The God Gene and Human Belief

The God Gene and Human Belief
In 2005, an eye-opening book hit the shelves called "The God Gene". In it, geneticist Dean Hamer claims he discovered the “God” gene that he labels as VMAT2. Hamer states that although everyone has VMAT2, it presents itself differently in everyone. About half have the variation that makes them more spiritual and about half have the variation of the gene that makes them less spiritual.

Hamer believes that there may be an evolutionary advantage for theistic belief because it appears that spiritual belief reduces stress, prevents disease, extends life, gives us sense of purpose (innately human), and helps us to overcome adversity.

Although we may never be able to prove it beyond a reasonable doubt, it is an interesting question and it does stand to reason that there may very well be a gene, or genes, responsible for spiritualism. How else does one born into a devoutly religious family open their mind to the controversy for religion and become an atheist? How else does one stay devoutly religious when there is a lot of evidence that should convince them otherwise? I must admit that I do not understand why religious people absolutely refuse to consider that they may be wrong.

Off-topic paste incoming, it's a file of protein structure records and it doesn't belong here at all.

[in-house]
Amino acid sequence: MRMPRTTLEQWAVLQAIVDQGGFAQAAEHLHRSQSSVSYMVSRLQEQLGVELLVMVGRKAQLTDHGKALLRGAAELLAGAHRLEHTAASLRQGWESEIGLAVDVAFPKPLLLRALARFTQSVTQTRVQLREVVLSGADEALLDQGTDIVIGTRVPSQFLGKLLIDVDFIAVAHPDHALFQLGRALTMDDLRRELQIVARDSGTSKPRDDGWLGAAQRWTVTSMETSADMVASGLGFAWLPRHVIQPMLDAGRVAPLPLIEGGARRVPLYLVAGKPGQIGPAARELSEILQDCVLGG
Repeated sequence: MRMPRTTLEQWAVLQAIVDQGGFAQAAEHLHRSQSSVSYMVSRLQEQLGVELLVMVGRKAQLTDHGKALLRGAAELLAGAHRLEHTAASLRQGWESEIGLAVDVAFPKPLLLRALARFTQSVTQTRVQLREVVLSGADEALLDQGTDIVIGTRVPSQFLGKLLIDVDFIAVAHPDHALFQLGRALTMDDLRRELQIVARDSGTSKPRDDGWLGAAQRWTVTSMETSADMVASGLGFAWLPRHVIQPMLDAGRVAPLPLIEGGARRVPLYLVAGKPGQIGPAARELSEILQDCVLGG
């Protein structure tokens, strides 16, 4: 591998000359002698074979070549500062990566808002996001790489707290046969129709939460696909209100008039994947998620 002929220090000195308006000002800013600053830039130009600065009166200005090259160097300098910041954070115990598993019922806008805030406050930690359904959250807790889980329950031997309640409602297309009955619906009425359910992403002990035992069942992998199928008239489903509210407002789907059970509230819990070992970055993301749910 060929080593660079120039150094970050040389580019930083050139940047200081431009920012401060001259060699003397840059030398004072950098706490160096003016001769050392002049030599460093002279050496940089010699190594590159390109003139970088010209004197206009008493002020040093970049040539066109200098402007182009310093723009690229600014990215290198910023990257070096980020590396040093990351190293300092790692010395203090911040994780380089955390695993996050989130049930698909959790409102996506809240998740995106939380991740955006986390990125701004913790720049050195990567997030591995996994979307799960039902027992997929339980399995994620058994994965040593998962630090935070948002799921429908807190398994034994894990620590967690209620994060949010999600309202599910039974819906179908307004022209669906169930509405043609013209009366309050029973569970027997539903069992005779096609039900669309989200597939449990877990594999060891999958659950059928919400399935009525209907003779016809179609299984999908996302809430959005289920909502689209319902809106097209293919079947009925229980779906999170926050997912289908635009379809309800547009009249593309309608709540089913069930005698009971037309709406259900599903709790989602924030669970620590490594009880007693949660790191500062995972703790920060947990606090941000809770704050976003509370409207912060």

Of course, this doesn’t provide proof for or against deities. It can only explain why some people seem to be more inclined to believe. Those who do believe can’t make themselves stop believing and those who don’t believe can’t make themselves start believing. Despite my time in church when I was younger, and being around theistic friends and family, I just never bought into the idea of a supreme being. I always thought it must be nice to believe that I would go somewhere as great as this place called Heaven, but I could just not believe it. Could this, perhaps, have been my genes that prevented me from making that ultimate leap?

Of course, if the “god” gene presents itself the way Hamer claims, that doesn’t explain why different parts of the world and different countries are more secular than others. Perhaps it may have something to do with the “nature versus nurture” argument in that having the more spiritual version of the gene coupled with a religious upbringing locks one into a lifetime of belief that cannot be shaken. That it is more of a predisposition such as having a predisposition toward addiction or cancer.

So if anyone asks you why you don’t believe, you might respond that it is in your genes.

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